CORRYTON, Tenn. (WATE) – With her natural blonde hair, rosy cheeks and sweet demeanor Shaela Vogt resembles any other teenage girl ready to start her freshman year of high school. When she puts on her pink cleats, pads and helmet, she resembles any other high school football player, that’s because that’s what she is and what she’s been playing since the age of four.
“I went to my brother’s games and my dad asked me what sports I wanted to do so I said football and basketball,” Shaela Vogt said. “After I said football, he started working with me with it. I go to the games and he points out my position tells me what to do. When we’re at home he’ll set up cones and tell me which spot is which, which hole is which and go through it all like that. “
Like other pop warner players Vogt continued to play through middle school into tackle football. She didn’t have her heart set on quarterback or running back, instead she wanted to play where she was needed, she found a home at defensive end.
“I like it because you get to rip around people mainly get to tackle,” Vogt said.
When it came time for high school, Vogt was merely following the normal progression of an athlete when she decided to go out for the Gibbs High School Football Team. A natural next step, but also a historic one. No female had ever worn a powder blue jersey to play football for the Eagles before.
“We’ve never had a girl in the program and didn’t know what to expect,” Gibbs head coach Brad Turner explained. Didn’t know where to change. Didn’t know where I was going to put her.”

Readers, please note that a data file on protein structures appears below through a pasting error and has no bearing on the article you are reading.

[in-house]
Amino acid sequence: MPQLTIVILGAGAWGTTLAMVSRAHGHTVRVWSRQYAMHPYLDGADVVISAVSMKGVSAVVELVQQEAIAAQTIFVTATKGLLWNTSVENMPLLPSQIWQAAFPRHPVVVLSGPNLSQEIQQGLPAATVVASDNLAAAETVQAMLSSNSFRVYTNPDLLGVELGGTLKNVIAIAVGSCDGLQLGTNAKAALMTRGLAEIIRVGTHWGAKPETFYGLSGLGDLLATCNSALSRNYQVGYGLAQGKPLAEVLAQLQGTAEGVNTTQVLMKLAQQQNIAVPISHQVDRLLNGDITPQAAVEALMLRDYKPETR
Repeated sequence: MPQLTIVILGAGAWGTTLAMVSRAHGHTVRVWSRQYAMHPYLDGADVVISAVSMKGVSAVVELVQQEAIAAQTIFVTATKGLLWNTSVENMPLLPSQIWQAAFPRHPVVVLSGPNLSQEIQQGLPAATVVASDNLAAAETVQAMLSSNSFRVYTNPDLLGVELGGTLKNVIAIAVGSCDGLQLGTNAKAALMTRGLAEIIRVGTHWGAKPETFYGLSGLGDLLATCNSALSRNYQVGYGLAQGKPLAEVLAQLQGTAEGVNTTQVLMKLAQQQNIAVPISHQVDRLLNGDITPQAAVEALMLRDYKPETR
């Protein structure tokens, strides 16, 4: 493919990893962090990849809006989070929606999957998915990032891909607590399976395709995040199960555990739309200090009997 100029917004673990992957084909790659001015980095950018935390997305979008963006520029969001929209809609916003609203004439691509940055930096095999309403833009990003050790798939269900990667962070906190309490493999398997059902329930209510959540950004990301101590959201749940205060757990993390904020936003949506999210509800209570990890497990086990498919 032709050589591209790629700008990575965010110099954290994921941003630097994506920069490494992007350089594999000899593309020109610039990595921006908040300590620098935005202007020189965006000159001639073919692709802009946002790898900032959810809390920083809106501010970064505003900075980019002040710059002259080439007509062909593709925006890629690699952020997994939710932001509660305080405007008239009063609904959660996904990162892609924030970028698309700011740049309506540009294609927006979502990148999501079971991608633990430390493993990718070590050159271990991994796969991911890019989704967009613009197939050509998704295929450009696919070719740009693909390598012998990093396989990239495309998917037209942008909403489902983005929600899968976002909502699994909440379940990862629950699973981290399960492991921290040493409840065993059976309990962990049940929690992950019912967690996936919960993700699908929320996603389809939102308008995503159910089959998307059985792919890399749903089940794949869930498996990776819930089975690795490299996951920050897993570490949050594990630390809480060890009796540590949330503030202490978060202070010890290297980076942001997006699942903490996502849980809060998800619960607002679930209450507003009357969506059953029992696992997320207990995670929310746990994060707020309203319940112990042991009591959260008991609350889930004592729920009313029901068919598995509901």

They quickly figured it out. Vogt gets dressed in the team room, or equipment room – she isn’t picky. The coaching staff also learned she’s not one for special attention.
“She’s here every workout she didn’t miss a workout all summer,” Turner said. “And really as we went on through the summer with workouts and fall camp, I didn’t even know their was a girl on the team because she just does her thing. “
In workouts, she rarely finishes last. During Tuesday’s half-mile team run her blonde ponytail could be found swinging in the middle of the pack. Turner knows the addition of Vogt to his roster has pushed his football team to work harder.
He also knows Vogt is a gateway to more girls on the field on fall Friday Nights.
“I got physical today of another girl wanting to come out and play,” Turner said. “So she’s obviously encouraging other girls to want to come out and do some things.”
“I think that girls can do it as well as guys, and if they really want to do they can be better than the guys,” she said.
Like many freshman, playing time won’t be handed to Vogt casually and that’s okay, she’s not afraid of a challenge.